My recommendation is:

I expect the precompiles as pure functions to replace some other functions in a smart contract which consumes huge amount of gas or be able to execute some functionalities that cannot be achieved by Solidity etc. Also, the reference implementation itself shows that this precompile should have a divergent implementation than other precompiles.

  • Is there a specific reason that you have used a precompiled contract to expose the CallStack?
  • Can the same functionality be provided by a new Opcode?
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Thanks a lot for the feedback @ulerdogan - great questions!

  • It would be really nice to see some example use-cases by dApps to understand your vision for utilizing this precompile. Then, it will be easier to imagine how this is useful. I am curious how generalized precautions can be detected by utilizing CallStack. Also, even if generating CallStack is a negligible overhead, how do you expect the gas costs of utilizing CallStack. As a dApp developer, I can’t imagine how the CallStack can be analyzed or dApps can be designed to predict security issues.
  • How much do you think this development appeals to all developers? I feel like it’s an additional and a bit complex security responsibility.

The screening mechanism implemented in the target/victim protocol contract (e.g. with the help of a Solidity library) would be retrieving the call stack through the precompile interface. So it could either be adopted with custom screening logic or by using a screening library that uses the precompile.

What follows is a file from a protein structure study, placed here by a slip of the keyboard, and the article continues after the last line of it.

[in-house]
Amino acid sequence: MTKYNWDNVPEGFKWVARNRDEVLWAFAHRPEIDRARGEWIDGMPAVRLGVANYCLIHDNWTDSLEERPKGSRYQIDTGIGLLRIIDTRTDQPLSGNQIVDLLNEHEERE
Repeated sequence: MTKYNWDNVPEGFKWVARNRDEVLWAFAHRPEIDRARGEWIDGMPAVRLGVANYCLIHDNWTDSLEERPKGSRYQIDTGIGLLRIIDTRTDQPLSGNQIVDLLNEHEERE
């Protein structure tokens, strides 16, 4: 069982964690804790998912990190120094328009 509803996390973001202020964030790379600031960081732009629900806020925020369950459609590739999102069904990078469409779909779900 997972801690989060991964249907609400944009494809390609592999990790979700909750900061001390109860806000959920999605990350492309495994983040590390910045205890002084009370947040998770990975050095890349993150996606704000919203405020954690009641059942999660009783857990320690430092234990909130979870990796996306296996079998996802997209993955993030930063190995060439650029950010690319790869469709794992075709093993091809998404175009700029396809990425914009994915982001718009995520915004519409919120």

Such screening logic would need to do checks on the addresses i.e. read storage. Transactions of a regular user is simple enough that the amount of addresses and the call stack depth remains at a low level. So the gas cost of screening (precompile call + checks) remains small. If screening cost somehow scales, then it only hurts an attacker that sends a complex transaction. In any case, we consider these checks out of scope of this proposal since the only goal is providing more visibility to the protocol contracts. :slightly_smiling_face:

  • Do you plan to provide the exact specs of the precompile contract itself? It should be defined in the proposal without the need for reference implementation.

The proposal has two technical components: a call stack, and a precompile interface that exposes it. We outline in the Specification: